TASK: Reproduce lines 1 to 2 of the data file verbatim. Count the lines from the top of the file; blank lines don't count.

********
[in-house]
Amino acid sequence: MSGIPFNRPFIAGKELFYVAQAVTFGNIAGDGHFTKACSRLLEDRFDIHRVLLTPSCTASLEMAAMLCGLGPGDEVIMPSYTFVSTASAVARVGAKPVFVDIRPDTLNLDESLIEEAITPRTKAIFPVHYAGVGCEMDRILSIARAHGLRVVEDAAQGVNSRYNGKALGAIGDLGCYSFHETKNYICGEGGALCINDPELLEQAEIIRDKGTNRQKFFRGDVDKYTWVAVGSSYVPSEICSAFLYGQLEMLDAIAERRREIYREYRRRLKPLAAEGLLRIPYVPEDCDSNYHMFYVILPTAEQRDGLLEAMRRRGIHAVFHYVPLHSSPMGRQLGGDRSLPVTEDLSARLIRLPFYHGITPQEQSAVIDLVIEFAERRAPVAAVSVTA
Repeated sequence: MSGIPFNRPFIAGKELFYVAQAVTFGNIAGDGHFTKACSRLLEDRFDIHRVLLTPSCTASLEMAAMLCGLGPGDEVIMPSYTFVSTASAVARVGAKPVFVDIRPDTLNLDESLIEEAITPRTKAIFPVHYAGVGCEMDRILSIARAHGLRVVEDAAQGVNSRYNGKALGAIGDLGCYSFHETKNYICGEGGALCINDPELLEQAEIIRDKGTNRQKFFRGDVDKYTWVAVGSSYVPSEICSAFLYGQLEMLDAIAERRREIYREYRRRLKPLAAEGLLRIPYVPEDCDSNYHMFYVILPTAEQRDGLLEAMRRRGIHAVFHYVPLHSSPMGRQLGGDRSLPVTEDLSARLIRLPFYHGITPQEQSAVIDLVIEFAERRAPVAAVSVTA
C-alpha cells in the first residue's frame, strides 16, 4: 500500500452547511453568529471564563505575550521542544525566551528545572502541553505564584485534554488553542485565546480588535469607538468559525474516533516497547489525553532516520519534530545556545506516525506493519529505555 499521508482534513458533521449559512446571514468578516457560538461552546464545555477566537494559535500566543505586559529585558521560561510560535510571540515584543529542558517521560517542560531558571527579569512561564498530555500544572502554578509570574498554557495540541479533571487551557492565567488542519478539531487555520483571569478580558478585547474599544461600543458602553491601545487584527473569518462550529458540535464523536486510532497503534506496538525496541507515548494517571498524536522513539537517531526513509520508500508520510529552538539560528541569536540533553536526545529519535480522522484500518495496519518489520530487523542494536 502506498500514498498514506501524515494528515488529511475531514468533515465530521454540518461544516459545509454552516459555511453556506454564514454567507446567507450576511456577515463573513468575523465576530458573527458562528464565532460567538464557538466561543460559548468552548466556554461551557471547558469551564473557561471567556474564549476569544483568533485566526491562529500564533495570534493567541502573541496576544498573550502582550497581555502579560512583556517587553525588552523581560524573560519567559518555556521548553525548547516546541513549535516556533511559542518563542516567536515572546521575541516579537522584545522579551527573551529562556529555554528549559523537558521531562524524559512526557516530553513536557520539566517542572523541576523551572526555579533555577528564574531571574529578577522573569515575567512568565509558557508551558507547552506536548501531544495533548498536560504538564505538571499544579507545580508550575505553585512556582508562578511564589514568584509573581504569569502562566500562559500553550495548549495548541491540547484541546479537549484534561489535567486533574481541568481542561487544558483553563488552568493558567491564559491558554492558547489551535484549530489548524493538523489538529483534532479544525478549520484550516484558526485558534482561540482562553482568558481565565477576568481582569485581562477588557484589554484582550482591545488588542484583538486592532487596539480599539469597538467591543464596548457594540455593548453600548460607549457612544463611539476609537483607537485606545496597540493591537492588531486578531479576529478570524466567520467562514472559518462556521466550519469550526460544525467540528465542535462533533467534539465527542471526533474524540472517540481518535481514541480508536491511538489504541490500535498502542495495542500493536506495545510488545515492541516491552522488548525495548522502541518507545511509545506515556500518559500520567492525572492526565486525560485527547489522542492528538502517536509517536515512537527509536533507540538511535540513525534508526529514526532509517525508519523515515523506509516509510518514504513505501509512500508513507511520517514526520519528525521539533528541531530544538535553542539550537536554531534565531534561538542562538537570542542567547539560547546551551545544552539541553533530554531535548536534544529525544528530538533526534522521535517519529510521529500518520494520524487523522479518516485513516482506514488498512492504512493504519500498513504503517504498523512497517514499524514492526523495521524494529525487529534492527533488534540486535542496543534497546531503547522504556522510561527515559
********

[in-house]
Amino acid sequence: MSGIPFNRPFIAGKELFYVAQAVTFGNIAGDGHFTKACSRLLEDRFDIHRVLLTPSCTASLEMAAMLCGLGPGDEVIMPSYTFVSTASAVARVGAKPVFVDIRPDTLNLDESLIEEAITPRTKAIFPVHYAGVGCEMDRILSIARAHGLRVVEDAAQGVNSRYNGKALGAIGDLGCYSFHETKNYICGEGGALCINDPELLEQAEIIRDKGTNRQKFFRGDVDKYTWVAVGSSYVPSEICSAFLYGQLEMLDAIAERRREIYREYRRRLKPLAAEGLLRIPYVPEDCDSNYHMFYVILPTAEQRDGLLEAMRRRGIHAVFHYVPLHSSPMGRQLGGDRSLPVTEDLSARLIRLPFYHGITPQEQSAVIDLVIEFAERRAPVAAVSVTA